Announcements

Job offersmore »

Tweeting Growers

Top 5 - yesterday

  • No news has been published yesterday.

Top 5 - last week

Top 5 - last month

Exchange ratesmore »




Frankenfood or the future of agriculture?

Consumers will soon be eating gene-edited foods that have added nutrients, potatoes that do not turn brown, and mushrooms with a longer shelf life, scientists at The University of Queensland predict.

UQ Queensland Alliance for Agriculture and Food Innovation Director Professor Robert Henry said gene technology was a potential game-changer for agriculture. “The next generation of genetically altered foods are here and waiting for regulatory approval,” he said.

“While most consumers don’t understand what gene editing is, many also don’t understand genetics or the conventional breeding techniques that have been delivering us new and improved foods for centuries.” Professor Henry said there have been major advances in gene technology, and the regulatory environment needed to keep up.

Gene editing involves a snip or tweak of DNA at precise locations on the genome, using technologies such as CRISPR. “Gene editing is the same as conventional breeding but a faster, safer and a more precise process – with benefits to human health as well as agriculture and food,” Professor Henry said.

He said gene editing had not attracted the controversy surrounding GMOs from consumers. “We have not had the same public response, because gene editing does not require inserting new genes into the cell’s nuclei.”

Researchers in China and the United States have already successfully edited the genomes of human embryos to correct disease carrying mutations. Professor Henry said there would soon be similar innovations in the crop, horticulture and livestock industries.

“We will see more nutritious, longer-lasting, disease-resistant crops, fruits and vegetables, and more effective ways to develop desirable welfare traits like polled (hornless) cattle,” he said.

“Gene editing allows us to do things more efficiently and faster than we are able to do with conventional genetic improvement and plant breeding.”

Professor Henry said that the technology was advancing rapidly and regulatory considerations needed to encompass  more than technological tools or processes.

The  Australian Gene Technology Act is under review and States and Territories must agree to new regulations.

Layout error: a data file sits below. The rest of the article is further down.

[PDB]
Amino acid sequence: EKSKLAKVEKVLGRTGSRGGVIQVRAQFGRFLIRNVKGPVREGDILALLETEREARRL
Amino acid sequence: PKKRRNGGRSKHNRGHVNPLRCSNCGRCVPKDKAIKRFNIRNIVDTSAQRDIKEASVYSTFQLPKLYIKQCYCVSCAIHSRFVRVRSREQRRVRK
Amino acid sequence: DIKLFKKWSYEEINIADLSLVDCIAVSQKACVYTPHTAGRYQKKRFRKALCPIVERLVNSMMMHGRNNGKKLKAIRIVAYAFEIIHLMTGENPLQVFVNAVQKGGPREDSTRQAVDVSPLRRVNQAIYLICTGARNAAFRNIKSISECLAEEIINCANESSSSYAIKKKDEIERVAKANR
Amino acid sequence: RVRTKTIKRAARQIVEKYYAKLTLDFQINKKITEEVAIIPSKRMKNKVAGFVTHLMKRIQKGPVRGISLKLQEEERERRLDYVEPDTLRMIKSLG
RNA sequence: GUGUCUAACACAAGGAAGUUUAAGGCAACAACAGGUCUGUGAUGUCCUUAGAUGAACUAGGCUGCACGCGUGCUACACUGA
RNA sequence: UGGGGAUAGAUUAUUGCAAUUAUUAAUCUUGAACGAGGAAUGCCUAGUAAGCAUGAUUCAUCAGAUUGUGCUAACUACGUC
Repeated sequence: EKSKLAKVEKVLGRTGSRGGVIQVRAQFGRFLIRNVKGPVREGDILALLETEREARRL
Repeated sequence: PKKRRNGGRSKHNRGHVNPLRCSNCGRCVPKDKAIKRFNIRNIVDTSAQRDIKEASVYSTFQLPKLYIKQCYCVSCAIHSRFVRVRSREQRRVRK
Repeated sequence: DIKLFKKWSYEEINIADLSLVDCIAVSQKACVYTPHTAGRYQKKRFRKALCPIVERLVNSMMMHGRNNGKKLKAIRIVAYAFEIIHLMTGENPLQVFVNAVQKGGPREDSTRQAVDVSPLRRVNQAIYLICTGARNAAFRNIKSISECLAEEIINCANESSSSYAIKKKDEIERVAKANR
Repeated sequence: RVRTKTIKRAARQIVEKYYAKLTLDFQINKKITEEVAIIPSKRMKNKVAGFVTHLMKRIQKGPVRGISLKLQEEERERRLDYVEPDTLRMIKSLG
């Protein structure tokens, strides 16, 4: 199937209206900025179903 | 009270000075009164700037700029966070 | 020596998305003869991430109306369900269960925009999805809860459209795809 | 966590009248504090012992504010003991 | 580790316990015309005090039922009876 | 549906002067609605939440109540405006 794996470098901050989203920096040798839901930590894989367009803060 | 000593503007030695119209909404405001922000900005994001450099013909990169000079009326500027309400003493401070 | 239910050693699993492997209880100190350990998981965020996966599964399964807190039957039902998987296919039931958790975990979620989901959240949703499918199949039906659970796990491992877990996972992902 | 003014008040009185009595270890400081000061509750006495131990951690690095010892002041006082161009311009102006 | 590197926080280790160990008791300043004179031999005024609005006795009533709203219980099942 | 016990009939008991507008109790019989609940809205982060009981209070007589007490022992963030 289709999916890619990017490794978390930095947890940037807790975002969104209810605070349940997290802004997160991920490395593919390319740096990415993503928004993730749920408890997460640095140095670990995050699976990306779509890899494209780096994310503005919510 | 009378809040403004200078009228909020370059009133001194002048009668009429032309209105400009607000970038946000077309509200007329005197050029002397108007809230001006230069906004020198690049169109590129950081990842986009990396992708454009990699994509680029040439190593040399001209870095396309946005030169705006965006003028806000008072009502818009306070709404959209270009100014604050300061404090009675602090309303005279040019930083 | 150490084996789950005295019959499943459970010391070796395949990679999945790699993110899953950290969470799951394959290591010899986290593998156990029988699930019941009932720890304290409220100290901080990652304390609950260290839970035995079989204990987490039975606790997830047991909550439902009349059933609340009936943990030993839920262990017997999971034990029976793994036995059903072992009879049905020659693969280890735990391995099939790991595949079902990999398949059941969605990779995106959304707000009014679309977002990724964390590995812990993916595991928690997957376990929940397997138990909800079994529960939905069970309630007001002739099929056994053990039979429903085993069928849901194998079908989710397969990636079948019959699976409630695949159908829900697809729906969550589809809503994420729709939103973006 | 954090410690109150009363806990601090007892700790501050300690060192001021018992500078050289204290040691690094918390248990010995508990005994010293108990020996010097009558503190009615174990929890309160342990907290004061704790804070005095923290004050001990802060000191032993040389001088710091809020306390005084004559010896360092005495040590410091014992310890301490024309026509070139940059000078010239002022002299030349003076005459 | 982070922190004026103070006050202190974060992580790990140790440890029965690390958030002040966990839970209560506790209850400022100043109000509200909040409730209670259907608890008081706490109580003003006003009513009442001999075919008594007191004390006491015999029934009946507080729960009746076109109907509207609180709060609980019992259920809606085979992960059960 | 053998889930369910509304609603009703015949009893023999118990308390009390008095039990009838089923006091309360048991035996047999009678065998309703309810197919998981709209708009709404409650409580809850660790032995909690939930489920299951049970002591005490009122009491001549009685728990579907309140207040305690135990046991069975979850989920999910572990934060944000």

Professor Henry is part of a panel of international experts discussing the regulation of gene editing in agriculture at a breakfast hosted by the Queensland Rural Press Club, as part of National Agriculture Day during the TropAg2017 conference in Brisbane on 21 November. Register online here.

Publication date: 11/9/2017

 


 

Other news in this sector:

7/12/2018 Regulatory status of non-GMO plant innovations under current EU law
7/6/2018 CPVO sees technical challenges to EU PVP system
7/3/2018 Gene editing approach aims for broad disease resistance in food crops
7/2/2018 Italy: New tomato varieties for an increasingly demanding market
7/2/2018 EC ruling may offer opportunities for situation-specific safety analyses
7/2/2018 Chinese scientists spot selfish genetic element in plants
7/2/2018 US (CA): Lettuce breeder expands to include grocers
7/2/2018 US: $50,000 grant for novel gene editing approach
6/29/2018 Plants have unique lock to control expression of genes
6/28/2018 Tim March new business manager at Rijk Zwaan Australia
6/28/2018 Tomatoes with a Western-Asian background
6/26/2018 "The seed business is about trust"
6/18/2018 High attendance for Open House Days of Eminent Seeds
6/15/2018 ASTA announces 2018 seed industry award winners
6/11/2018 "Gene editing just got easier"
5/29/2018 Partnership leads to new genetic technologies for food crops
5/28/2018 US: New bill will help revitalize public plant breeding
5/28/2018 France: "Demand for innovation on the tomato market"
5/25/2018 US (ME): How Johnny's breeds their seeds
5/25/2018 Nove assembly of lettuce genome